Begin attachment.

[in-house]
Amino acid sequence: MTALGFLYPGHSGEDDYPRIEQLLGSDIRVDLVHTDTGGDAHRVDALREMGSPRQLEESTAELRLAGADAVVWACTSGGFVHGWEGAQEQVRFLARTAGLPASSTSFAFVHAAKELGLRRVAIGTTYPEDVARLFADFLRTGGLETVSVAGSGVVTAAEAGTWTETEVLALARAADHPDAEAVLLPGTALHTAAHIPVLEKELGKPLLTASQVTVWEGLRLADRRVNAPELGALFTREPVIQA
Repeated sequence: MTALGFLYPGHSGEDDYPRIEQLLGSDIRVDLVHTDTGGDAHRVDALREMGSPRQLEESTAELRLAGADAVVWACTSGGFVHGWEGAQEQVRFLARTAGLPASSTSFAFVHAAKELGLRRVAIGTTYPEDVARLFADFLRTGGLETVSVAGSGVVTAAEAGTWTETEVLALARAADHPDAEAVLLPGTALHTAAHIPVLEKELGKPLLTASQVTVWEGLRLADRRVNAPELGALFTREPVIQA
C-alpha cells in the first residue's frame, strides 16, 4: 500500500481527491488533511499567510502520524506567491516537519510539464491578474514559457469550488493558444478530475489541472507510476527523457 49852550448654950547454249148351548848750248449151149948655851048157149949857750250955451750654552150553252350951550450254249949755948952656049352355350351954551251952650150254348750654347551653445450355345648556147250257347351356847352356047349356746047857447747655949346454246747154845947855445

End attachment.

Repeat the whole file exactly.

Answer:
[in-house]
Amino acid sequence: MTALGFLYPGHSGEDDYPRIEQLLGSDIRVDLVHTDTGGDAHRVDALREMGSPRQLEESTAELRLAGADAVVWACTSGGFVHGWEGAQEQVRFLARTAGLPASSTSFAFVHAAKELGLRRVAIGTTYPEDVARLFADFLRTGGLETVSVAGSGVVTAAEAGTWTETEVLALARAADHPDAEAVLLPGTALHTAAHIPVLEKELGKPLLTASQVTVWEGLRLADRRVNAPELGALFTREPVIQA
Repeated sequence: MTALGFLYPGHSGEDDYPRIEQLLGSDIRVDLVHTDTGGDAHRVDALREMGSPRQLEESTAELRLAGADAVVWACTSGGFVHGWEGAQEQVRFLARTAGLPASSTSFAFVHAAKELGLRRVAIGTTYPEDVARLFADFLRTGGLETVSVAGSGVVTAAEAGTWTETEVLALARAADHPDAEAVLLPGTALHTAAHIPVLEKELGKPLLTASQVTVWEGLRLADRRVNAPELGALFTREPVIQA
C-alpha cells in the first residue's frame, strides 16, 4: 500500500481527491488533511499567510502520524506567491516537519510539464491578474514559457469550488493558444478530475489541472507510476527523457 49852550448654950547454249148351548848750248449151149948655851048157149949857750250955451750654552150553252350951550450254249949755948952656049352355350351954551251952650150254348750654347551653445450355345648556147250257347351356847352356047349356746047857447747655949346454246747154845947855445